"The role of variability of sexual behavior in the transmission dynamics of HIV and AIDS has been illustrated, through the use of mathematical models, by several investigators....In this paper we describe some practical methods for estimating the deviations from random mixing from a single survey sample....We include a description of the role of the estimated mixing probabilities in models for the spread of HIV, a discussion of alternatives and possible extensions of the methods described in this article, and an outline of future directions of research."
Correspondence: C. Castillo-Chavez, Cornell University, Biometrics Unit/Center for Applied Mathematics, Ithaca, NY 14853. Location: Princeton University Library (SPR).

58:10713 Busenberg, Stavros; Castillo-Chavez, Carlos. A general solution of the problem of mixing of subpopulations, and its application to risk- and age-structured epidemic models for the spread of AIDS. Population and Development Program: 1990 Working Paper Series, No. 2.04, 1990. 37 pp. Cornell University, Department of Rural Sociology: Ithaca, New York. In Eng.
This study is concerned with the problem of mixing in the study of sexually transmitted diseases, with particular reference to the spread of AIDS. "In this paper we have extended [a] mixing framework...through the incorporation of age-structure, and have found the general solution to the mixing problem for a sexually-active homosexual population. This general solution, as well as a number of other results, are new even in the simpler context where there is no age-dependence. We have clarified the role of proportionate mixing by showing that it is the only separable solution, and have formulated a general epidemic model for a single, age-dependent, sexually-active homosexual population with distributed activity levels. An explicit expression for the reproductive number for the special case of proportionate mixing has been determined."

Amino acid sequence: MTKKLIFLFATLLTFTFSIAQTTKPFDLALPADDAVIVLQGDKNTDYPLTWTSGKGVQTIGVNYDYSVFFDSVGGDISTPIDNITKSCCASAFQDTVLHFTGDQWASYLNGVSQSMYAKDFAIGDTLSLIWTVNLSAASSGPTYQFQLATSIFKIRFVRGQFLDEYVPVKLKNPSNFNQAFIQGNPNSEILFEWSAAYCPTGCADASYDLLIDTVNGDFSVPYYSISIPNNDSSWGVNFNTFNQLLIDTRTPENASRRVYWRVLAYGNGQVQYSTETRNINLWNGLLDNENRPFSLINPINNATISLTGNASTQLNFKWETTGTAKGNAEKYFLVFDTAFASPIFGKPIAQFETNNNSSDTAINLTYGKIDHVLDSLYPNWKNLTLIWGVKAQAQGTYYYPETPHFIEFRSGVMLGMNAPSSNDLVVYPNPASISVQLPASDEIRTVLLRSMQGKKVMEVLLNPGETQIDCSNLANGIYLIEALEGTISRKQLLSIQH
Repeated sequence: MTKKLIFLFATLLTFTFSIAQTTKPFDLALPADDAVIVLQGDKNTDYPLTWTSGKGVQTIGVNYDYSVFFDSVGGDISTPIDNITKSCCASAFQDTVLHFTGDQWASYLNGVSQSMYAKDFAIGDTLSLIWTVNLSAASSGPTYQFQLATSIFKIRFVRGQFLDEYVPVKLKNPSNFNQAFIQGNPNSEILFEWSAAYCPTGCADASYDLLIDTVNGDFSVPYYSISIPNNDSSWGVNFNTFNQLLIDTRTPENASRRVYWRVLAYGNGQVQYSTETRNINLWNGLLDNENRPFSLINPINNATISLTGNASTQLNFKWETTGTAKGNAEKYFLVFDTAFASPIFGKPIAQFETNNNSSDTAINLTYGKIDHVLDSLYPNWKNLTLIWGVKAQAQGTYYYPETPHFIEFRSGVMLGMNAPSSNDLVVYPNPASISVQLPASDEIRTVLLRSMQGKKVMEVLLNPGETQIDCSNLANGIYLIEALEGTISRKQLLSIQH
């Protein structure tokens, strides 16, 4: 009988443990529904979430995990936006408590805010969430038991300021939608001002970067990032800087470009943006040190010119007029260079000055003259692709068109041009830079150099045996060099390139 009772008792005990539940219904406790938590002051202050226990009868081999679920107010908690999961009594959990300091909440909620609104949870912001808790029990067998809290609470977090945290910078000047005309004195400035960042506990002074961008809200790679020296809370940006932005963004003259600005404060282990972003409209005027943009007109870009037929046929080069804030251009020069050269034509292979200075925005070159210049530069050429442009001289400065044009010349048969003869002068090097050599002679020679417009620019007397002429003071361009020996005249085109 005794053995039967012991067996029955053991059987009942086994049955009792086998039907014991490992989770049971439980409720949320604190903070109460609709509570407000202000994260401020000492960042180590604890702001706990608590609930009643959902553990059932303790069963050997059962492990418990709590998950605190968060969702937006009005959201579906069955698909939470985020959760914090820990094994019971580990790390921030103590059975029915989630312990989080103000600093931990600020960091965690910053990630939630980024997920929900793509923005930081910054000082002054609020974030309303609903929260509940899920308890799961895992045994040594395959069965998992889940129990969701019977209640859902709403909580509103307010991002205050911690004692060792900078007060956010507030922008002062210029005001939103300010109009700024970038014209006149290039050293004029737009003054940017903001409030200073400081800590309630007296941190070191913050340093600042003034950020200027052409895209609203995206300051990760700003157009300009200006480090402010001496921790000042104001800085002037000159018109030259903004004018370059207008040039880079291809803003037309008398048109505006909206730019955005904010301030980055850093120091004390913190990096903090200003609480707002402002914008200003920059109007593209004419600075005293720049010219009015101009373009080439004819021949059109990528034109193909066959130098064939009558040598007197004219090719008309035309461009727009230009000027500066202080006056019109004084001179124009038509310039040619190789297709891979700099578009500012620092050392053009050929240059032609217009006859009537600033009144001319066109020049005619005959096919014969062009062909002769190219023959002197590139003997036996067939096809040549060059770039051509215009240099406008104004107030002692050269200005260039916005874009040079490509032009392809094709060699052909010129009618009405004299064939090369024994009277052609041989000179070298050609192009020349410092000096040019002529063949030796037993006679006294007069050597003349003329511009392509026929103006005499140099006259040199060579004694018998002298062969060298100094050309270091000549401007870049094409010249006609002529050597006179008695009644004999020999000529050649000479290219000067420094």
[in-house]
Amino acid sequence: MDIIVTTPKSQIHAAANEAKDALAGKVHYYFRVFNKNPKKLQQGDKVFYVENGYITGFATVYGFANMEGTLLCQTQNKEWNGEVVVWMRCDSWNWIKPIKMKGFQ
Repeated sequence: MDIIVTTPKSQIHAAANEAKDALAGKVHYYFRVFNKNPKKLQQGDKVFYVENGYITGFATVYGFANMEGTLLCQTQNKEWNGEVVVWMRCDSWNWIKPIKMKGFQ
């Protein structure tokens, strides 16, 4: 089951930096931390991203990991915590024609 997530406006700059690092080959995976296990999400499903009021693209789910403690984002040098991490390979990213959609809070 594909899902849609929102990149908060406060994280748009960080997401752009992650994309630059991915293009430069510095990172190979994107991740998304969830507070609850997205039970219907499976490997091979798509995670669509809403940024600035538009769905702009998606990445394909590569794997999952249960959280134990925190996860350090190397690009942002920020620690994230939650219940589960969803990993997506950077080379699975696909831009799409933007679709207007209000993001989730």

Correspondence: Cornell University, Department of Rural Sociology, Population and Development Program, 134 Warren Hall, Ithaca, NY 14853-7801. Location: University of Pennsylvania, Demography Library, Philadelphia, PA.

58:10714 Casetti, Emilio. Bayesian regression and the expansion method. Geographical Analysis, Vol. 24, No. 1, Jan 1992. 58-74 pp. Columbus, Ohio. In Eng.
"This paper shows that within a Bayesian frame of reference the propensity to regard a model as invariant can be formalized into a prior probability density function of the parameters of an expanded formulation in which this model is encapsulated. The Bayesian approach allows to bring to the surface the implications of alternative levels of commitment to invariance assumptions on the results of empirical analyses, and can quantify the comparative strength of alternative drift specifications. The 'expanded' Bayesian regressions are demonstrated by an example focusing upon the effectiveness of family planning [policies]....[It is found that] the primal relationship between fertility decline and level of modernization drifts with level of family-planning effort; and the dual relationship between fertility decline and family-planning effort drifts in the modernization space. The implication of this drift is that the primal relation between fertility decline and modernization...is different depending upon the intensity of the family-planning effort."
Correspondence: E. Casetti, Ohio State University, Department of Geography, 190 North Oval Mall, Columbus, OH 43210. Location: Princeton University Library (UES).

58:10715 Chung, Robert E. Cycles in the two-sex problem: an investigation of a nonlinear demographic model. Pub. Order No. DA9126513. 1990. 101 pp. University Microfilms International: Ann Arbor, Michigan. In Eng.
This work was prepared as a doctoral dissertation at the University of California at Berkeley.
Correspondence: University Microfilms International, 300 North Zeeb Road, Ann Arbor, MI 48106-1346. Source: Dissertation Abstracts International, A: Humanities and Social Sciences 52(4).

58:10716 Cressie, Noel. Smoothing regional maps using empirical Bayes predictors. Geographical Analysis, Vol. 24, No. 1, Jan 1992. 75-95 pp. Columbus, Ohio. In Eng.